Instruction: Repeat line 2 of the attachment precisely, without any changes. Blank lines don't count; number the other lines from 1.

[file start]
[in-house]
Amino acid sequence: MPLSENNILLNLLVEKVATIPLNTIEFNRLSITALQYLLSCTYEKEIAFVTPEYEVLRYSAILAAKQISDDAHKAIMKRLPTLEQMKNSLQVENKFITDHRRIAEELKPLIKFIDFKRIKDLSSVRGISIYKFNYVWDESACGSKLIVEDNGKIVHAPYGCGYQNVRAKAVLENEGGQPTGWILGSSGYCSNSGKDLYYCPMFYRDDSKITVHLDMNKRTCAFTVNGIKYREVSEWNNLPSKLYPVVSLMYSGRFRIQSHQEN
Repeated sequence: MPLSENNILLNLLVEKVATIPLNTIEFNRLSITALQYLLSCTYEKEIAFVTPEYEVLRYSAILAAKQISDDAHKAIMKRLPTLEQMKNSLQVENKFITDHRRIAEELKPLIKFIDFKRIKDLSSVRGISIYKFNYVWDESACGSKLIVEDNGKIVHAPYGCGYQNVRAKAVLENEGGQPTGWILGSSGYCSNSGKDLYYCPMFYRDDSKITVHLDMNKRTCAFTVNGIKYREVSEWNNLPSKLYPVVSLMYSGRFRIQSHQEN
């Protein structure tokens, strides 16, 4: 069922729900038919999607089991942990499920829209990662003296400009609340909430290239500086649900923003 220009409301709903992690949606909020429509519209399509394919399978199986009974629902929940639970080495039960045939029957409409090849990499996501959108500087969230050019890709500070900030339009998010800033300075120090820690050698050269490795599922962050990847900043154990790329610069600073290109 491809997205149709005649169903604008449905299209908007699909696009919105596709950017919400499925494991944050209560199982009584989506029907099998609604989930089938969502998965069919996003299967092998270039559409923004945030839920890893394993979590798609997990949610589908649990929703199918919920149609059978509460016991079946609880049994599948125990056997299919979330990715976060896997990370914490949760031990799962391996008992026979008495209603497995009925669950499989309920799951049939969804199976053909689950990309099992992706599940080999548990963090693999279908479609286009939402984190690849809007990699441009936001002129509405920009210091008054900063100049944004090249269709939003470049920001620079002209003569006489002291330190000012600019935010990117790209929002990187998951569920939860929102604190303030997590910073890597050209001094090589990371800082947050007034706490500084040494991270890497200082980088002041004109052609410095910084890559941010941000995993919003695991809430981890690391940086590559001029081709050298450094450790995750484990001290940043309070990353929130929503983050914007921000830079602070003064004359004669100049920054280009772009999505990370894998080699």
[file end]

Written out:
Amino acid sequence: MPLSENNILLNLLVEKVATIPLNTIEFNRLSITALQYLLSCTYEKEIAFVTPEYEVLRYSAILAAKQISDDAHKAIMKRLPTLEQMKNSLQVENKFITDHRRIAEELKPLIKFIDFKRIKDLSSVRGISIYKFNYVWDESACGSKLIVEDNGKIVHAPYGCGYQNVRAKAVLENEGGQPTGWILGSSGYCSNSGKDLYYCPMFYRDDSKITVHLDMNKRTCAFTVNGIKYREVSEWNNLPSKLYPVVSLMYSGRFRIQSHQEN